It may be unfair to compare the interest in renewable energy to the gold or dot.com rush, as the interest in renewable energy is in response to a real global crisis related to the conflicting needs for more energy and less pollution. The desire for profit in the renewable energy market may be tempered with a desire for a sustainable earth and renewable energy investment serves the triple bottom line of social, environmental and economic pay-off, while enjoying significant regulatory support.
Renewable technologies tend to have limits to dispatch given their intermittent generation profiles. As such it is difficult to meet baseload power requirements using solely renewable resources and typically a renewable resource is part of a larger generation portfolio.
Today, wind, solar and biofuels dominate the renewable investment landscape, but do not provide a basis for easily fulfilling baseload requirements. Scale and cost of development have historically been limitations in the investment of renewable resources. However, a shift in market sentiment and triple bottom line costing may change return on investment (ROI) calculations.
Comparing renewable with fossil-fuelled generation we see that renewable energy development as part of the social consciousness is being realized in regulatory mandated Renewable Portfolio Standards. The true ecological and social cost of fossil-fuelled generation is also starting to be realized with regulatory imposed limits, penalties and costs related to emissions.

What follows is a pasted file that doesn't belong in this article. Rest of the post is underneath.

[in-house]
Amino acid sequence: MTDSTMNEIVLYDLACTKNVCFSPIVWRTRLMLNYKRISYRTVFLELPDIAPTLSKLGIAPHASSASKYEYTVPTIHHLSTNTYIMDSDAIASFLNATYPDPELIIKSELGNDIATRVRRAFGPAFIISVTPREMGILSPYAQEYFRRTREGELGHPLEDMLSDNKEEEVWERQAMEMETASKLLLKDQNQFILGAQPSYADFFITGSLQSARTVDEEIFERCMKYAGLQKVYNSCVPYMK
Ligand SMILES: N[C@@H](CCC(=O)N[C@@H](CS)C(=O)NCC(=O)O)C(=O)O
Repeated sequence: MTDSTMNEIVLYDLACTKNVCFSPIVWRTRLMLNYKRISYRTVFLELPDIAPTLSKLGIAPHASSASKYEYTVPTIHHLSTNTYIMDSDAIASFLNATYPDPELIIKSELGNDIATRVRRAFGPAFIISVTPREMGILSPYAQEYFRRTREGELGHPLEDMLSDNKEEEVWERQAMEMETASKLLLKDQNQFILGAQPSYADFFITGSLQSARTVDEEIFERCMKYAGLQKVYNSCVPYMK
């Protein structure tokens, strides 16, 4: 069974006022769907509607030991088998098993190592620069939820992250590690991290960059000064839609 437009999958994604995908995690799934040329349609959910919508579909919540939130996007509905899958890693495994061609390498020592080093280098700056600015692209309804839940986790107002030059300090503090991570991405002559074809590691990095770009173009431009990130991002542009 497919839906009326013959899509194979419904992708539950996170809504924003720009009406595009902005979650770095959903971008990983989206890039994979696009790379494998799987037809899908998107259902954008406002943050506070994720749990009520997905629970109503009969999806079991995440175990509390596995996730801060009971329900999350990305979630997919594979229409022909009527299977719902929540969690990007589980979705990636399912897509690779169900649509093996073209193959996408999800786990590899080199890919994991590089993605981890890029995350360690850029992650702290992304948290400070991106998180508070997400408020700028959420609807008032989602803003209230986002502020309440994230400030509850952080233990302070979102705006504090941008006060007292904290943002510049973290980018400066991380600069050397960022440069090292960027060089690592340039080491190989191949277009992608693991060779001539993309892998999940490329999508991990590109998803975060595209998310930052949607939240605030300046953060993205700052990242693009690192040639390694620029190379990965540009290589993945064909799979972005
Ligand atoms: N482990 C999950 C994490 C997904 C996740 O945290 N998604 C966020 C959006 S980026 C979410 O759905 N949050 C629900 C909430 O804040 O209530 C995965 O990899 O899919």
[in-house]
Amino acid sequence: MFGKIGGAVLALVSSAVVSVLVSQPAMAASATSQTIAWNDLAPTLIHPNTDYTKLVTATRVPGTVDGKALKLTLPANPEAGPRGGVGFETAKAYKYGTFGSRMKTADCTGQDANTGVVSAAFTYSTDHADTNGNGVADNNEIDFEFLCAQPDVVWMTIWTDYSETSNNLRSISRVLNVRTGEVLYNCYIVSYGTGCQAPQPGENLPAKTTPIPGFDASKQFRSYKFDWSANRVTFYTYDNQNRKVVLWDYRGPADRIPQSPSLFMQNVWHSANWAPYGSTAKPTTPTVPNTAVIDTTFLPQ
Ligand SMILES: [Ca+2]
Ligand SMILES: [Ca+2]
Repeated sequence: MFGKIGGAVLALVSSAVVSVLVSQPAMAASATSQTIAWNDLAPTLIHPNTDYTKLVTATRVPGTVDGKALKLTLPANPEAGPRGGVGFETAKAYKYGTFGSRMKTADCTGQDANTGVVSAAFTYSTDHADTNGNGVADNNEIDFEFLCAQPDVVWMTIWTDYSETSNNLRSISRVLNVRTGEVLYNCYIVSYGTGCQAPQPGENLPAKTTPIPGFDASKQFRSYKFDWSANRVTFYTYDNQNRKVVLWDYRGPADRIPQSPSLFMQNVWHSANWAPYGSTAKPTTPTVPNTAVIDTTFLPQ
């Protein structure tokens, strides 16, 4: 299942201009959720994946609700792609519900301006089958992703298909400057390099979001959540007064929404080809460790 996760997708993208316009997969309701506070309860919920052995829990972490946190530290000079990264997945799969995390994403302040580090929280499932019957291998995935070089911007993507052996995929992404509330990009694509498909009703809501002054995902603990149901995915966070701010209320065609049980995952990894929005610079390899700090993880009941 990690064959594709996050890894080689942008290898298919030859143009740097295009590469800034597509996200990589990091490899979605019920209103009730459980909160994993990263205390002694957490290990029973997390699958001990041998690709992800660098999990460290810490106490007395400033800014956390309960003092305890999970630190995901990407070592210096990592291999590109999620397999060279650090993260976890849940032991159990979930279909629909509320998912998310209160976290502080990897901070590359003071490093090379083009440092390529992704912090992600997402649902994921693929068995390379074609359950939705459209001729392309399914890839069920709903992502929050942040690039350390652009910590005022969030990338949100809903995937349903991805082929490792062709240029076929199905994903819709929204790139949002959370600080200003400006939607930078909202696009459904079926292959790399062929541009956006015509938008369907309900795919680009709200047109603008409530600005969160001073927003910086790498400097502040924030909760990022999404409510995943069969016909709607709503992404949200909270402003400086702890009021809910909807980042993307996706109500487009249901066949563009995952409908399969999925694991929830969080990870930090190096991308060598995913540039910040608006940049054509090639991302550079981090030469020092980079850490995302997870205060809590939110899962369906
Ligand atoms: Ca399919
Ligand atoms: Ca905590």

Furthermore, the market pays a voluntary premium for renewable energy as part of the promotion of global sustainability and has become vocally more opposed to the prospect of new fossil generation and the ecological and social costs at both the local and global levels. Consequently, investment in renewable energy is moving dramatically upward as the market demand is internalized – the risk profile has changed. Meanwhile, investment in fossil technologies has stagnated and is in decline with the realization that fossil generation in its present form is not sustainable.
The ‘renewable versus fossil’ comparison shows that in the current environment, renewable energy development can attract a price premium and may also be a regulatory requirement as part of a utility’s renewable portfolio standard. Similarly, the true ecological and social cost of fossil generation may not have been factored historically. The question remains whether corrections in cost structures, as either incentive or penalty, are sufficient to affect a long-term change in generation development trends. There is also a question over what happens if renewable energy is unable to meet increased demand. Will the economics of real demand for reliable energy outweigh arguments for environmentally sustainable renewable energy?